Are you in a same-sex marriage and considering a divorce? Do you plan on seeking child custody of a child or children that resulted from a same-sex marriage?
As you are probably already aware, same-sex couples have had the right to marry in North Carolina since 2015, but if you are in a same-sex marriage and are considering divorce, you are still likely to encounter issues when it comes to child custody disputes in court.
Although same-sex marriage is now legal, the law is still largely geared towards heterosexual couples and same-sex parents may find the law more difficult to navigate, as there are several scenarios that generally do not come up in heterosexual custody matters.
How To Be Considered A Legal Parent
As an experienced family attorney, I am often asked, “what makes me a ‘legal parent’? or “what if I have already adopted the child?” or “what if both only my partner is a biological parent?”
In North Carolina, the biological mother is the only individual that has automatic legal parental rights over a child.
In heterosexual relationships a mother and a father are generally on the birth certificate or the father will sign an affidavit of parentage for children born out of wedlock.
For same-sex couples in North Carolina, both partners may be legal parents where one spouse is the biological mother and the other spouse adopts the child, or when both spouses jointly adopt the child.
Luckily, where both partners have already obtained status as legal parents of the child, courts treat child custody disputes among same-sex couples the same as they would with a heterosexual couple. A judge will consider a number of factors in deciding child custody disputes in order to determine what is in the best interest of the child.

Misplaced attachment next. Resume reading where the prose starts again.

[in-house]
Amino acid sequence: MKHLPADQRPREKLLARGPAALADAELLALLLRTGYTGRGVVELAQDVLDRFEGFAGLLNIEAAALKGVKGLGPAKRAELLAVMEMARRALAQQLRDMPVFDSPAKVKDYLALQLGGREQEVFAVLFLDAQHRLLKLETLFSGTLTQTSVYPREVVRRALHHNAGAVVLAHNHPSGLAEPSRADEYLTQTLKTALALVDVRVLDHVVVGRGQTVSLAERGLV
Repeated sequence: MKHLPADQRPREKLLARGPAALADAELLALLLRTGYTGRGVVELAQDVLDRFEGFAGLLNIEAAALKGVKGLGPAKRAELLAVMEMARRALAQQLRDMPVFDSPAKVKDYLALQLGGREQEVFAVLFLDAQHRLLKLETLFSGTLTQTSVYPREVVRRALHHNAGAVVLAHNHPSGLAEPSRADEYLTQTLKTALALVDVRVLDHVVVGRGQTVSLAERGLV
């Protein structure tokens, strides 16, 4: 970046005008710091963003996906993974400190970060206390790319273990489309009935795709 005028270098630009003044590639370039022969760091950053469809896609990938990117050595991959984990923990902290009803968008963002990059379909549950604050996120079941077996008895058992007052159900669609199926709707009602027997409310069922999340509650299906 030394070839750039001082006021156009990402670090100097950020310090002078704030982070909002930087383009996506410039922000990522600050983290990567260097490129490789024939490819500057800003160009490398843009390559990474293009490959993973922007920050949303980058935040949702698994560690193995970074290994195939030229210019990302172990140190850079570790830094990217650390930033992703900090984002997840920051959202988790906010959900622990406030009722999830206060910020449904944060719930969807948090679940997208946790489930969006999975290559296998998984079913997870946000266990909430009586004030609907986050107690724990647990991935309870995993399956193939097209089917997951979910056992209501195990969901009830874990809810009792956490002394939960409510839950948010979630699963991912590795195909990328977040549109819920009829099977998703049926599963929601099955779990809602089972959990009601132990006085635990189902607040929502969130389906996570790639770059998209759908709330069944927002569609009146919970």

If you are not a legal parent, you must first establish standing, or the right to seek custody.
What If I Am Not A Legal Parent? How Can I Seek Custody?
The real issue in same-sex marriages and child custody arises where only one partner is the child’s legal parent. This is very common especially in lesbian marriages, as one mother choses to carry the child, making her a legal parent automatically.
Regardless of why the other partner is not the child’s legal parent, that partner has no right to legal or physical custody of the child. Nor will do they have an automatic right to visitation. Ultimately, the biological or legal parent has a constitutional right to control their child, which in turn prevents all non-legal parents from seeking custody of the child.
If you are unable to work out an agreement with your ex, you may have to seek a judicial order for custody. A court can order custody to a third party or non-legal parent where it is shown that the legal or biological parent either
1) has neglected the child;
2) is generally unfit as a parent; or
3) has acted inconsistently with their constitutional right as legal parent.